Dungeon Time is a real time, cooperative card game of exciting dungeon adventures and catastrophic failures for one (yes, you can play solo!) to five players. As the sand falls in the sand timer, you must race through the deck to achieve as many missions as you can. Simultaneously, you and your friends draw, play, draw, frantically looking for all the Items you need to complete your Missions. Get the Items in play as fast as you can, then complete a Mission by playing it on the Story deck at the right time, when your equipment is correct.
You must try to beat the clock, going through the Missions as fast as you can; but you must also avoid being over–burdened by your equipment—miss the right Items and your Mission fails; bring too much unnecessary equipment in your Backpack and you lose the game. When time is out, go through the Story deck, to find out if you fail or if you win ... and level up to higher challenges if you do!
Designed to be used with the tactical ship–to–ship game system created by Andrea Angiolino and Andrea Mainini, each Sails of Glory® Ship Pack is a ready–to–play model, painted and assembled, 100% compatible with any other Sails of Glory game product.
Each pack includes the ship, a special base with gaming stats, a ship log and a specific deck of maneuver cards.
Sails of Glory: Artesien 1765/ Roland 1771
Sails of Glory: HMS Leopard 1790 / HMS Isis 1774
The Portland class was a class of British 4th rate ships, armed with 50 cannons and with a designed crew of 350 men. They were armed with 22 24–Pounder guns in the lower deck, 22 12–Pounder guns in the upperdeck, 4 6–Pounder guns in the quarterdeck, and 2 6–Pounder guns in the forecastle.
HMS Leopard saw service during the French Revolutionary and Napoleonic Wars, and was active in Europe, East Indies and Egypt. In 1807, a group of British sailors – some of American birth – deserted and joined the crew of USS Chesapeake. Captain Humphreys, commanding Leopard, requested permission to search for the deserters. Chesapeake's captain refused, and Leopard opened fire, capturing the American ship. Humphreys took back four deserters and hanged the British–born ones. This incident was one of several episodes that increased the tension between the British Empire and the United States, finally exploding in the War of 1812.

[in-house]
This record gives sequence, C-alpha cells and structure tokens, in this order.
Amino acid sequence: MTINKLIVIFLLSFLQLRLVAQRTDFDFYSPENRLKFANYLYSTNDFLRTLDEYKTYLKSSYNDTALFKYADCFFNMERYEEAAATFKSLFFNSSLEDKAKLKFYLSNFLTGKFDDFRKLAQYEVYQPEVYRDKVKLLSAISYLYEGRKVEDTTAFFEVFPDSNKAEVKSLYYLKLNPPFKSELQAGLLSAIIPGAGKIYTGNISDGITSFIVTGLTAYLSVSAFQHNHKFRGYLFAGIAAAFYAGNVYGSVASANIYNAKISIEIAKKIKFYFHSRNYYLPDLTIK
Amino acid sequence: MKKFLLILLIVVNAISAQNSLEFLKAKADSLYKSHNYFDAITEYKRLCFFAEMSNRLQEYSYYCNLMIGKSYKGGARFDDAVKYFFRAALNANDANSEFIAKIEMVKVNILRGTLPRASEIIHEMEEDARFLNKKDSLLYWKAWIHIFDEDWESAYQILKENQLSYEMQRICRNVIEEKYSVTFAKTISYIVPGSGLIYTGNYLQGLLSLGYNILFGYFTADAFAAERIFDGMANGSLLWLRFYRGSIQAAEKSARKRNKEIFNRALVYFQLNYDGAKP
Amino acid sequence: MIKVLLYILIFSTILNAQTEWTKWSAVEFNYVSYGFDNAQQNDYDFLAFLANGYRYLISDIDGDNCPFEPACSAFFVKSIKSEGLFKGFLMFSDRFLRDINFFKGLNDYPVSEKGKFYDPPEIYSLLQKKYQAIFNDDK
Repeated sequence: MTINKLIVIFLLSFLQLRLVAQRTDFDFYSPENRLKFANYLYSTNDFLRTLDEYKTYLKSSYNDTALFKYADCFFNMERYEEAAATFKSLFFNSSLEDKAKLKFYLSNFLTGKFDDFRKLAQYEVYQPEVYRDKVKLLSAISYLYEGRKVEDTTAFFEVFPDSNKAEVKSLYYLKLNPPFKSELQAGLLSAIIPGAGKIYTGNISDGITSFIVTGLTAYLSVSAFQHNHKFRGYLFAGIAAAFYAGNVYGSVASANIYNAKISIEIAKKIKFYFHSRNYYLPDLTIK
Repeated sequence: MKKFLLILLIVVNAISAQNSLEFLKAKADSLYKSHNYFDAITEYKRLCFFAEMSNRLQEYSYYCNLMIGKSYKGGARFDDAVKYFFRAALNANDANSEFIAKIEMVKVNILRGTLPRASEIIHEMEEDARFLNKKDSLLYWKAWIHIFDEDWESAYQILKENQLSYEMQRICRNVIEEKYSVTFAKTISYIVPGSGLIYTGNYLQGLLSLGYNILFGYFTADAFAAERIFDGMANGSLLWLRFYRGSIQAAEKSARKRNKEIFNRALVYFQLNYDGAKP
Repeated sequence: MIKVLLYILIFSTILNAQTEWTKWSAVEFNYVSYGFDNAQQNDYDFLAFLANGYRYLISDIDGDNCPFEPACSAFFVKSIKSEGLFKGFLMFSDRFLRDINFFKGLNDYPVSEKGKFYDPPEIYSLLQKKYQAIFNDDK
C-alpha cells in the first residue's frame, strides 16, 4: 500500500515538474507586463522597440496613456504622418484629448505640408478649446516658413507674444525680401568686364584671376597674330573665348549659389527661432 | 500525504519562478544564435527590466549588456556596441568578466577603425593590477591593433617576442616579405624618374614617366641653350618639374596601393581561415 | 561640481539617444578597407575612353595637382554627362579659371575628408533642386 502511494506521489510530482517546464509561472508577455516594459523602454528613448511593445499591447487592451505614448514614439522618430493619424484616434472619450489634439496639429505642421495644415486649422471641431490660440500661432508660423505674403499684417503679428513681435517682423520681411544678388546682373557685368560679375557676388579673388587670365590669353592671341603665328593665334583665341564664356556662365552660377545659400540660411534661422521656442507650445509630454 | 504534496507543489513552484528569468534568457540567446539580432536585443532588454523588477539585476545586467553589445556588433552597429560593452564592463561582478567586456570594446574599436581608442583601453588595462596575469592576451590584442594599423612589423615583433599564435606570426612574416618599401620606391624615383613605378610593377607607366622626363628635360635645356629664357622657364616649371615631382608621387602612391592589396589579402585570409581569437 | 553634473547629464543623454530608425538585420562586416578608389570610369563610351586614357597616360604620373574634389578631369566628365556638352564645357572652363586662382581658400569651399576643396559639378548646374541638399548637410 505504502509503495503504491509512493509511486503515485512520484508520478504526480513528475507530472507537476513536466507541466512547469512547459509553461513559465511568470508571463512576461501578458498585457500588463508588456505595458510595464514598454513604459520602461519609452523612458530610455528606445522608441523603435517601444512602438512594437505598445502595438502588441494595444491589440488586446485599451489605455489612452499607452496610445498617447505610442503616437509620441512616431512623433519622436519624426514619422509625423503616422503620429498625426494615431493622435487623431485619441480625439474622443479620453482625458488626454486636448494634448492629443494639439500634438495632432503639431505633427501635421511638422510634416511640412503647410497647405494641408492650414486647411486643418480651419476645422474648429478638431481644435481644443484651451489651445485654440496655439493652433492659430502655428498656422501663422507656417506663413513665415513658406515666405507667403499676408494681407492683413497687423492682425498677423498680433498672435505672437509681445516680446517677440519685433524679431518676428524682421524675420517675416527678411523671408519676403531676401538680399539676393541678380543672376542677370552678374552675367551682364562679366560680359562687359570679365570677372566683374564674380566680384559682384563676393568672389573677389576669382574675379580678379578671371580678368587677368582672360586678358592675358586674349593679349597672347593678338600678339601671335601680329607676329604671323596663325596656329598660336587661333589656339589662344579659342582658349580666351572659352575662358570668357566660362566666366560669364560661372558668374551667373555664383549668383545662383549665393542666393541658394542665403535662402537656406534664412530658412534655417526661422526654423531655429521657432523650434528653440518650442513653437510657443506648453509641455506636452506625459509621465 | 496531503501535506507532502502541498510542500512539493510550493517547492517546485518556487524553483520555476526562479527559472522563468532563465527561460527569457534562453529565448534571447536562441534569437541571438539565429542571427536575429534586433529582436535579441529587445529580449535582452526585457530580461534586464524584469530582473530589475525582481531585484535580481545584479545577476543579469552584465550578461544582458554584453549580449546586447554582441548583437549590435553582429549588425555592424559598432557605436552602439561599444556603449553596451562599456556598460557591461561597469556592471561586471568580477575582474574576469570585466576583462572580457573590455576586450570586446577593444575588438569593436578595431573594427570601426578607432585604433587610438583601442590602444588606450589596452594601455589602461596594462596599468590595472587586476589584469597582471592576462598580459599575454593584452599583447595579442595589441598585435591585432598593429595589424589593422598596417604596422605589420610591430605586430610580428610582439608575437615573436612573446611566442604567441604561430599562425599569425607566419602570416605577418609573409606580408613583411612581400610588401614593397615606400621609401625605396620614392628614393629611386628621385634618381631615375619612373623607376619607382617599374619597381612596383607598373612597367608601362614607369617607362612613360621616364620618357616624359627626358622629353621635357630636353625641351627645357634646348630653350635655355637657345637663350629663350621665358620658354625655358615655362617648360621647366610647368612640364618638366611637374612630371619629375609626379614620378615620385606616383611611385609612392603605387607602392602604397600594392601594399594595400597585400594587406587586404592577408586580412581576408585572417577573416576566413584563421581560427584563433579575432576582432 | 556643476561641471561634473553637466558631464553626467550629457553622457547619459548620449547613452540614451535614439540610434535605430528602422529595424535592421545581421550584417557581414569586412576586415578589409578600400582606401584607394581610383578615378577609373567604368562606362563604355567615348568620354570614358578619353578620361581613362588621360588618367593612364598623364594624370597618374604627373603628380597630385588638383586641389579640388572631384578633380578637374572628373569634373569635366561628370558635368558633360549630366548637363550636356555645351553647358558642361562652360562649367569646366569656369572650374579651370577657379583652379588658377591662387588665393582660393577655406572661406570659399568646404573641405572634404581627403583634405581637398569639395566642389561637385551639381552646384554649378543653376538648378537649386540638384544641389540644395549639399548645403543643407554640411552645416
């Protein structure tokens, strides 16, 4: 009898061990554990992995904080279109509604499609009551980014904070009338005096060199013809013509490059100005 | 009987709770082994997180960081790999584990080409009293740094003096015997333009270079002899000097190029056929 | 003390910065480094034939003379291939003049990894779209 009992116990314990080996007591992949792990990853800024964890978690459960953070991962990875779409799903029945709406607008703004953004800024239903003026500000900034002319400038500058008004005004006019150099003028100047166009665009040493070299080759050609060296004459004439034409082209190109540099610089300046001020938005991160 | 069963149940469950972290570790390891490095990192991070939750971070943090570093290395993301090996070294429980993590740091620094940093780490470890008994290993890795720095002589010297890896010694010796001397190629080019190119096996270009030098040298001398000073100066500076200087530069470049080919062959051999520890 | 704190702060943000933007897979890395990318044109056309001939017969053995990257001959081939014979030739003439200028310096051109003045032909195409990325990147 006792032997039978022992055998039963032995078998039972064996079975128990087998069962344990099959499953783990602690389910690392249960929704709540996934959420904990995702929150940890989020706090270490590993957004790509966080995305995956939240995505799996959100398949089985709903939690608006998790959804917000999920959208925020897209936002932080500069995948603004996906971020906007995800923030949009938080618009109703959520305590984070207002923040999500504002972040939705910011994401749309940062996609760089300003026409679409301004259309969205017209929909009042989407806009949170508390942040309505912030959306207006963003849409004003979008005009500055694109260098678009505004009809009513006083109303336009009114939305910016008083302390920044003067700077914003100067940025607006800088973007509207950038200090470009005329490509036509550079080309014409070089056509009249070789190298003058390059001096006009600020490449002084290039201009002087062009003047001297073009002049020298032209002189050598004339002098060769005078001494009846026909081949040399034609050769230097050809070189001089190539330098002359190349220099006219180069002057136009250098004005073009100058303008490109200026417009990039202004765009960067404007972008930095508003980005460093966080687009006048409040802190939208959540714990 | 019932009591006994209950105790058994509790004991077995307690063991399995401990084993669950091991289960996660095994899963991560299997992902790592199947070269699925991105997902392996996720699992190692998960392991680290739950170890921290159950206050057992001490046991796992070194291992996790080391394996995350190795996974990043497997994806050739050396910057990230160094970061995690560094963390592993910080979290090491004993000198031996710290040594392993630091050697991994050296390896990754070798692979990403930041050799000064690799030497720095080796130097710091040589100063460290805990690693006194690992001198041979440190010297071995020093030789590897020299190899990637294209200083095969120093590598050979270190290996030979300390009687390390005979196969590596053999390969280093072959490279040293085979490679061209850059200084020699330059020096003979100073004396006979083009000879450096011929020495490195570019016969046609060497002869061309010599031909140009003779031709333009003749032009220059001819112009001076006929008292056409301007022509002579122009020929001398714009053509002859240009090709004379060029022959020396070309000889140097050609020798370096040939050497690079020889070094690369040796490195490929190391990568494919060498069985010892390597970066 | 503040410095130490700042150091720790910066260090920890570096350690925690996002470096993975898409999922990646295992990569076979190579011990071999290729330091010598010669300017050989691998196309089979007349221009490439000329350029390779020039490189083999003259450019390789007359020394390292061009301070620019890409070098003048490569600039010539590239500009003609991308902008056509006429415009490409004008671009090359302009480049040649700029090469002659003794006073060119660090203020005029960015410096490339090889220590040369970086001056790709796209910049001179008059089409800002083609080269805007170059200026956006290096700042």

The ship base, ship card and ship log are printed on two sides–the game data of a second ship is printed on the back. This ship pack can also be used to represent the British Portland Class "HMS Isis 1774 (1779)."
Sails of Glory: HMS Bahama 1805 / HMS San Juan 1805
The Bahama was a Spanish ship of the line, built in Havana in 1780. Originally designed as 64–gun by Ignacio Mullan, she left Havana for Cadiz on 1785. Here she was rebuilt and completed as a 74–gun, following the project of Francisco Gautier, the designer of Nepomuceno class. As a 74–gun ship of the line, she was armed with 74 cannons and a designed crew of 640. They were armed with 28 32–Pounder guns in the lower deck, 30 18–Pounder guns in the upperdeck, 8 32–Pounder guns and 6 12–Pounder guns in the quarterdeck, and 2 12–Pounder guns in the forecastle.
The ship was part of the Spanish fleet that participated in the Battle of Trafalgar, where she was hit by the intense fire of British ships, with 75 killed and 65 wounded. Her commander, Commodore Galiano, died after being struck by a cannonball. After capture by the British fleet, Bahama became HMS Bahama, following repairs in Gibraltar. She sailed to England and was used as a prison ship.
The ship base, ship card and ship log are printed on two sides–the game data of a second ship is printed on the back. This ship pack can also be used to represent the Spanish Nepomuceno class "HMS San Juan 1805."
Sails of Glory: Principe de Asturias 1794 / San Hermenegildo 1789
The "Meregildos" were Spanish 1st-rate ships of the line, armed with 112 cannons and with a designed crew of about 1100. They were armed with 30 36–Pounder guns in the lower deck, 32 24–Pounder guns in the middle deck, 32 12–Pounder guns in the upperdeck, and 18 8–Pounder guns in the quarterdeck and the forecastle.
The Príncipe de Asturias was another of the Spanish three–deck 112–gun ship of the line, based on the Santa Ana design by Romero Landa. She fought with a British squadron on 14 February 1797 in the Battle of Cape St Vincent, with 10 killed and 19 wounded. At Trafalgar, the ship suffered 50 killed and 110 wounded. After the battle, she had to be towed by the French frigate Thémis and undergo major repairs in Cadiz. She returned to fight in the Peninsular War, capturing many French ships. She crossed the Atlantic to Havana with Santa Ana to avoid capture by the French. In 1814 she struck a rock and was scrapped three years later.
The ship base, ship card and ship log are printed on two sides–the game data of a second ship is printed on the back. This ship pack can also be used to represent the Spanish Meregildos class "San Hermenegildo 1789."
from ACD Distribution Newsline http://ift.tt/2f2PcjE